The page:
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Sabine Wilke named Joff Hanauer Distinguished Professor for Western Civilization   

Submitted by Michael Neininger on May 22, 2018 - 10:34am
Sabine Wilke
Sabine Wilke, 2018

Warmest congratulations to Sabine Wilke on this special distinction. Her three-year term as Joff Hanauer Distinguished Professor for Western Civilization will start on September 1, 2018.

 

Sabine Wilke writes from Berlin, Germany: 

“I was extremely pleased to receive this year’s nomination as Joff Hanauer Distinguished Professor for Western Civilization for 2018-21 and am humbled to be asked to follow in my esteemed colleague Jane Brown’s shoes who served as the university’s first Joff Hanauer Distinguished Professor from 2009-2012. In that capacity, I will be working with six graduate students from all humanities fields on an annual basis whose work and research involves Western civilization, broadly defined. The goals of the program are to foster creative and critical work in the Western cultural tradition and to help prepare teachers from different disciplines who have well-reasoned convictions about the place of Western civilization in the curriculum of an American liberal arts institution.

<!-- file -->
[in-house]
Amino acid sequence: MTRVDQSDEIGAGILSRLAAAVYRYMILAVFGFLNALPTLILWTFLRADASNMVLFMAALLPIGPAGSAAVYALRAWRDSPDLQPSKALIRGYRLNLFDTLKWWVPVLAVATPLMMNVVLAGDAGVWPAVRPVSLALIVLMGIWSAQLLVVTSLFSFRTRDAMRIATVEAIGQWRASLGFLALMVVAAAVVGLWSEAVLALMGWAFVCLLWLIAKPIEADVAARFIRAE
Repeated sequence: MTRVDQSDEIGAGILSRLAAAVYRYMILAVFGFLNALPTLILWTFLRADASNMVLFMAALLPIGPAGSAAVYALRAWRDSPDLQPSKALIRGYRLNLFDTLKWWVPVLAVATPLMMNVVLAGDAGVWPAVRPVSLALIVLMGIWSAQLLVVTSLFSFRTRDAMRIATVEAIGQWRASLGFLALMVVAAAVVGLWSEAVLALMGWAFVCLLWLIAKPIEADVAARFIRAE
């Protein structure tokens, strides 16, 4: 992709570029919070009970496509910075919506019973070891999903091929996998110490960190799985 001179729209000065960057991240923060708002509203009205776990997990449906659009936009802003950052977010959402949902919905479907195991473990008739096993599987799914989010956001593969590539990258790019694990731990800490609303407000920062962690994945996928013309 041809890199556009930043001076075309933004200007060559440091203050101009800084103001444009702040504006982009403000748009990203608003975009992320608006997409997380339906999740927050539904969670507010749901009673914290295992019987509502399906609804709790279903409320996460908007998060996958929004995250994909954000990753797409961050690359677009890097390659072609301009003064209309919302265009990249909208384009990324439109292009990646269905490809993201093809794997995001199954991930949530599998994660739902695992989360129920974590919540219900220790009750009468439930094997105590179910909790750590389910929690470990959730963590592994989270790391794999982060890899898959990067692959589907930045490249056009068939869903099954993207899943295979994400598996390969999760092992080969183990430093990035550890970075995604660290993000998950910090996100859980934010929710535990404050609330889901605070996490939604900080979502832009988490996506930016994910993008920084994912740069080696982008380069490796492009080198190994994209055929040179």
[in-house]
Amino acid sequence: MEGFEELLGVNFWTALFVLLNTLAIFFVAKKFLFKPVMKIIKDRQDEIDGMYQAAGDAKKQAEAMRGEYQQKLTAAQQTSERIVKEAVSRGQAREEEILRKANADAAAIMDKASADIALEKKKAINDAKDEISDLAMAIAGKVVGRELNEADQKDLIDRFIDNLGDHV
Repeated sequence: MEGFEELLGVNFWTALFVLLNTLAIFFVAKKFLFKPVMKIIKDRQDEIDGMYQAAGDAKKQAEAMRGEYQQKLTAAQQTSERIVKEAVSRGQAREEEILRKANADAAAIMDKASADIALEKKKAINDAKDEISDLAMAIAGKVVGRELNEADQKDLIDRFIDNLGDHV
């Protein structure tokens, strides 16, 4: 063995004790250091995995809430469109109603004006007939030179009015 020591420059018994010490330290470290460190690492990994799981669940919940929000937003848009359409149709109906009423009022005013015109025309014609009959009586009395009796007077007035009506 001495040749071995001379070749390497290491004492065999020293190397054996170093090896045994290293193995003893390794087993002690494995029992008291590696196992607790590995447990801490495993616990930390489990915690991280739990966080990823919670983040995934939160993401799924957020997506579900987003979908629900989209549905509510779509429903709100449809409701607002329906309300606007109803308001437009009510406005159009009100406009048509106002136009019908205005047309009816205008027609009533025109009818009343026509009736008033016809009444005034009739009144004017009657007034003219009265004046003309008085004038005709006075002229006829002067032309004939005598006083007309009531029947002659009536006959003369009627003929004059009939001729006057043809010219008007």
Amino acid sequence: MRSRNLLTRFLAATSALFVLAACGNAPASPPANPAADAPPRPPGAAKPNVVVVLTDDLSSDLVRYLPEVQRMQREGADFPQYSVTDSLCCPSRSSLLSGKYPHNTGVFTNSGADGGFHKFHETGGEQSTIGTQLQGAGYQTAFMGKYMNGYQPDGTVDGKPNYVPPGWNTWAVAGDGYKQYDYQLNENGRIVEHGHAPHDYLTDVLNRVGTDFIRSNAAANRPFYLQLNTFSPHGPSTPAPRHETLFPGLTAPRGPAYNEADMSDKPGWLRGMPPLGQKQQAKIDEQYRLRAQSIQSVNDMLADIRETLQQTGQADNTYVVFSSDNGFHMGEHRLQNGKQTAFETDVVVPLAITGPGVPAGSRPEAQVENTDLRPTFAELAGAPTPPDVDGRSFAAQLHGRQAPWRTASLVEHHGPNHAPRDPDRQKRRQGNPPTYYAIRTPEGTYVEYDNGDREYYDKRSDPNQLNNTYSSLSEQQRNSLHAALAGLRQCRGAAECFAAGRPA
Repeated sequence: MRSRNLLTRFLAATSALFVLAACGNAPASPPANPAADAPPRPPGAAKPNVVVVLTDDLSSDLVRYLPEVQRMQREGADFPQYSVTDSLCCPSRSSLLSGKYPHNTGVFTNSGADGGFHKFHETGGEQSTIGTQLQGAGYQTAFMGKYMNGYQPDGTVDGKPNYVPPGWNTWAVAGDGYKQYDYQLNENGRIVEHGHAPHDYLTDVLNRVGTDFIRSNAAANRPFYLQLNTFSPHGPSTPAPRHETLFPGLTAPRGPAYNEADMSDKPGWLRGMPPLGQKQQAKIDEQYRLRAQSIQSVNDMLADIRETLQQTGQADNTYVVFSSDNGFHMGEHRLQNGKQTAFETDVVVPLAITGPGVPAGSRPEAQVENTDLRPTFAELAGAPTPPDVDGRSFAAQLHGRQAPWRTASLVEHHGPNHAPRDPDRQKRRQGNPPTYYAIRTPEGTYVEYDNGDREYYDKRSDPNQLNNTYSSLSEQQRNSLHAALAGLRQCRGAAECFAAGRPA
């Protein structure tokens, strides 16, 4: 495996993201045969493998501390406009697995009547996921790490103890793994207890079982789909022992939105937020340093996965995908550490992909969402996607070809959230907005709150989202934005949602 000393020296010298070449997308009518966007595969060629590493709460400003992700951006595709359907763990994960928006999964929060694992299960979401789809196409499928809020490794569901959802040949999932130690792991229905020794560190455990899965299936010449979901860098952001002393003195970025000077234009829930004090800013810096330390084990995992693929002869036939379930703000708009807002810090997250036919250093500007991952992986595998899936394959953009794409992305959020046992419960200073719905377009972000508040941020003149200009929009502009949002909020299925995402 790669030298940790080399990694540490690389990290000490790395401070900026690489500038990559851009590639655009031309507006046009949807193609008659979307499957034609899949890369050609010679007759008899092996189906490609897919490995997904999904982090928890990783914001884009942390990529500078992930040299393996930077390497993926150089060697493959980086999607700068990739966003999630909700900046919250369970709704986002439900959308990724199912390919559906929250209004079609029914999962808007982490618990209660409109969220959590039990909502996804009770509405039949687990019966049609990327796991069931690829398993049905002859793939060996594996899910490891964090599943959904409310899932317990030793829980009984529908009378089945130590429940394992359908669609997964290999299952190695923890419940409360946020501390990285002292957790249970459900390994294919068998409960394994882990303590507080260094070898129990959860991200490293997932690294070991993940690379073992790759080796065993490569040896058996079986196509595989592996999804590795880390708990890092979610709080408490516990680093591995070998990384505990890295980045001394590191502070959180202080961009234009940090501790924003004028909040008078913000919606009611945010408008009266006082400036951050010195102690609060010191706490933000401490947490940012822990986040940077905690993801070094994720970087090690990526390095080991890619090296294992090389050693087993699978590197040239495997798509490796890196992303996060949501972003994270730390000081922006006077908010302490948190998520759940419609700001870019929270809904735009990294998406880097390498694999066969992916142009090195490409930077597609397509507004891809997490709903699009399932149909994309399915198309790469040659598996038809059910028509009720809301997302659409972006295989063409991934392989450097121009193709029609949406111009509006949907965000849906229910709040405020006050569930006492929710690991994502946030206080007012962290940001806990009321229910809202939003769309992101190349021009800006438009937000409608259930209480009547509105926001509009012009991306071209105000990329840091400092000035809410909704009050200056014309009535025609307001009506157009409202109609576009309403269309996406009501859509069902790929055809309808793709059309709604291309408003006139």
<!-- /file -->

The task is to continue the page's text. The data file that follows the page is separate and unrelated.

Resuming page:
Specifically, we will examine select issues from the Environmental Humanities such as global migration, climate change, extinction, environmental justice, sustainability, the need for rethinking human and nonhuman relations, and other contemporary problems with environmental repercussions from a variety of disciplinary perspectives with the intent to transcend narrow disciplinary frameworks and arrive at a greater horizon that brings the critical framework of the Western Civilization into full fruition. What does it mean to engage the Western tradition and its core values such as equality, freedom, justice, and democracy in a broader and more global context that seeks to embrace sustainability? What is the role of Western culture in the Anthropocene, for example, i.e., in the age in which humanity has been charged with geological agency by a number of scientists, artists, and humanists, an age in which compartmentalized thinking is simply no longer adequate and where we have to solve problems on a larger and global scale? What is the meaning of the enlightenment in this age of radical interconnectivity where even the concept of the human is put into question?

I will be back in touch with more details once I have returned from my research leave in Berlin, the seminar has been established, and we have started our work.”

 

Sabine Wilke is Professor of German and the recipient of numerous major fellowships and awards.

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